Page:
Based in Italy, and run by celibates, it was essential for the sanity of the all-male Catholic establishment to worship the virgin Mother of God. Henry’s next plan was to establish himself in this role. Again, his plans faltered. The major difficulties of this strategy were two-fold. The first difficulty was purely practical. The niches of England’s churches were designed to house statues of a svelte, linen-clad woman. The fabric of thousands of ecclesiastical buildings would have to be substantially altered if statues of the morbidly obese cod-piece wielding Henry were to be accommodated. Several of the more fragile churches in the countryside, where stone was scarce and dung was a common building material, would simply have collapsed as a result of such structural alterations.
The second problem was rather more thorny. Henry’s reputation as a man about town was already well-established amongst the mediaeval aristocratic cognoscenti. There was, however, real concern that his first marriage, contemplated second marriage, and his patented removable cod-piece were all likely to raise suspicions in the populace at large about Henry’s virgin credentials.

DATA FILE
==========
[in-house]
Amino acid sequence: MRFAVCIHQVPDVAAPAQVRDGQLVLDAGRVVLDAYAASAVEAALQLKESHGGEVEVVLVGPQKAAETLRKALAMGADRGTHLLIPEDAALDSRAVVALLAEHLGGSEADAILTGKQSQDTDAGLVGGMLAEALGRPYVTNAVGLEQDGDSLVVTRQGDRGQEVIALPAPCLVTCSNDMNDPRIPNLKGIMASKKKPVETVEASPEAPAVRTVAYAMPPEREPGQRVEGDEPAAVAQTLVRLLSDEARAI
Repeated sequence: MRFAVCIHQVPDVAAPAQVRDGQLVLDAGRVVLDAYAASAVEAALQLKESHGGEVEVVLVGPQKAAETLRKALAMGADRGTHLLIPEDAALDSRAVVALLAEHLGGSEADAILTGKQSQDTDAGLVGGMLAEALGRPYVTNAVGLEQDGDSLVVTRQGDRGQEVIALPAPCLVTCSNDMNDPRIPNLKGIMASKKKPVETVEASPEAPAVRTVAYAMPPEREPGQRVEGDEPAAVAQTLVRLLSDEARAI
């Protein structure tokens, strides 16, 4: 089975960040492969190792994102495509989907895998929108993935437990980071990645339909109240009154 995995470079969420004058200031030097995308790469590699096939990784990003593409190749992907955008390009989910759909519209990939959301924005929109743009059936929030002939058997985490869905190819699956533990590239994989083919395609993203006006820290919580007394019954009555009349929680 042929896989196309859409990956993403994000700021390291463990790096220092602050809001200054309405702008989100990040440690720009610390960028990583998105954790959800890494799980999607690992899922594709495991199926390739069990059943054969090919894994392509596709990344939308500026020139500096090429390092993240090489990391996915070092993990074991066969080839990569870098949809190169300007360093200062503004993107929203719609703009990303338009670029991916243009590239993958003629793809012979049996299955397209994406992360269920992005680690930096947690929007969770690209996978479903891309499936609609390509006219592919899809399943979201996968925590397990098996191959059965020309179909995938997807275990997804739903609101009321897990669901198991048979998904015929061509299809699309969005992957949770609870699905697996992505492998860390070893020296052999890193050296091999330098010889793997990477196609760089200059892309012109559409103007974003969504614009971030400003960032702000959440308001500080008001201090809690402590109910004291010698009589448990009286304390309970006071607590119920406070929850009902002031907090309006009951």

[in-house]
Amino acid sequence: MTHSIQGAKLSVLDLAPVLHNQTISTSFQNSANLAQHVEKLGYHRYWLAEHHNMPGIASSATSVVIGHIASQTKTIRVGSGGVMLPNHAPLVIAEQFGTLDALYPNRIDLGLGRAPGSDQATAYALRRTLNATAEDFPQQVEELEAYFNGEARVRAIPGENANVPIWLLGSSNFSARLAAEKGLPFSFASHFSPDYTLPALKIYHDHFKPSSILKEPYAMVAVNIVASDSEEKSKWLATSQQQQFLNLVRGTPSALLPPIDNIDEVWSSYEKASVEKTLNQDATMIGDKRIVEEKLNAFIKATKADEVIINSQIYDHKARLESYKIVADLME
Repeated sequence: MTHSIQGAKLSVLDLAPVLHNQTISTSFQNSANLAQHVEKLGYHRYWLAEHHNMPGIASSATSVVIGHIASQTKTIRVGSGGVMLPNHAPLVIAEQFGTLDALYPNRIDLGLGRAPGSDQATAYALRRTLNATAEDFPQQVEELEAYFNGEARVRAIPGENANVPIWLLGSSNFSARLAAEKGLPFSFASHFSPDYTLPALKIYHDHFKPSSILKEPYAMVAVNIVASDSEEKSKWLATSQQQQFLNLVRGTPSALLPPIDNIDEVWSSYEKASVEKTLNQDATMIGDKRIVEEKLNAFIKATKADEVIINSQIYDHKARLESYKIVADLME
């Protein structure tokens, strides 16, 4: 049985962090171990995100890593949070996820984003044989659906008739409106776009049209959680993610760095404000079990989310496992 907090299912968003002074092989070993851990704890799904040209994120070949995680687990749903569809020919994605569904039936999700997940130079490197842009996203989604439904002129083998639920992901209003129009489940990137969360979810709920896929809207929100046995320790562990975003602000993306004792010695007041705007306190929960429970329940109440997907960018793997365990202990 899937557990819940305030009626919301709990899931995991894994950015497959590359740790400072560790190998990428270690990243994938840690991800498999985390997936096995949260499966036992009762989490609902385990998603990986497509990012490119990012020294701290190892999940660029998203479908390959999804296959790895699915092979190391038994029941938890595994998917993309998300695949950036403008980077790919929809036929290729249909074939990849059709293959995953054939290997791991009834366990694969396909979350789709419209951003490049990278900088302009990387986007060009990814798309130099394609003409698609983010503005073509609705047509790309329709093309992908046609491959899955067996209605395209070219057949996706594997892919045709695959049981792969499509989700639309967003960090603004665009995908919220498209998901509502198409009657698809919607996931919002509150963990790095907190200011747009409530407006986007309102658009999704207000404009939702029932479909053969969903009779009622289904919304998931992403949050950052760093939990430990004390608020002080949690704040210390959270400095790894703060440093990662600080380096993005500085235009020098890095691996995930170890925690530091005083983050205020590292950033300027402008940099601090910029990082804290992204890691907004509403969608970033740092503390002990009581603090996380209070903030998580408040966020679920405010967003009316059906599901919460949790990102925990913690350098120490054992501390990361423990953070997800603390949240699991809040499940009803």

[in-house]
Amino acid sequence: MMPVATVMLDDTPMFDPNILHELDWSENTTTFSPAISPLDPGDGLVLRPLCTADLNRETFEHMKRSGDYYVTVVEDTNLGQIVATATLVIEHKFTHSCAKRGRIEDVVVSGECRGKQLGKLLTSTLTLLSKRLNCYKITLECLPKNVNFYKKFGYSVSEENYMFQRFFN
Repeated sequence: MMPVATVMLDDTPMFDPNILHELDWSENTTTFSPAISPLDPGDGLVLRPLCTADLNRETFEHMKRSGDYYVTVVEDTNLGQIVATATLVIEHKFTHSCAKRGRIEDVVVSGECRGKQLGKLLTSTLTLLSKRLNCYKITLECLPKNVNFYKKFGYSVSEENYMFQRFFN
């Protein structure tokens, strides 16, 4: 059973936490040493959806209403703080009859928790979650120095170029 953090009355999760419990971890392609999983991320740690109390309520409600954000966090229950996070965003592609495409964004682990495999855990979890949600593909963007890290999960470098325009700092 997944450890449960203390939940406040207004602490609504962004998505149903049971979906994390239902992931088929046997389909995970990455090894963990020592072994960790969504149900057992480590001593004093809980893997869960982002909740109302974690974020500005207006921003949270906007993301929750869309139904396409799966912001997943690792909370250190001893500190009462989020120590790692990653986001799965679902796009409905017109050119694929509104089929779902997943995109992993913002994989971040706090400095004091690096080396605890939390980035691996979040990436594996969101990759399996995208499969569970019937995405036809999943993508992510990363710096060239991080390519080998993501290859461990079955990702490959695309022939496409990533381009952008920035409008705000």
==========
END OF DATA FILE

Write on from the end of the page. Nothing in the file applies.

Sir Thomas More finally demolished all arguments for Henry to take on the role of Mary, Mother of God, when he pointed out the unlikelihood of Henry being a believable mother. The size of his paunch was not, it seemed, evidence enough of Henry’s ability to bear children.
Finally, Henry alighted on running his new Church in a more managerial capacity. Besides, by now he had alighted on a more sure-fire way of achieving lasting fame. The notoriety of his divorce proceedings alerted him to the legacy potential of achieving column inches in the gossip magazines of Olde England. Seeking to milk this publicity source as much as possible, Henry had been through six marriages by his death, two ending in messy divorces, two simply ending messily.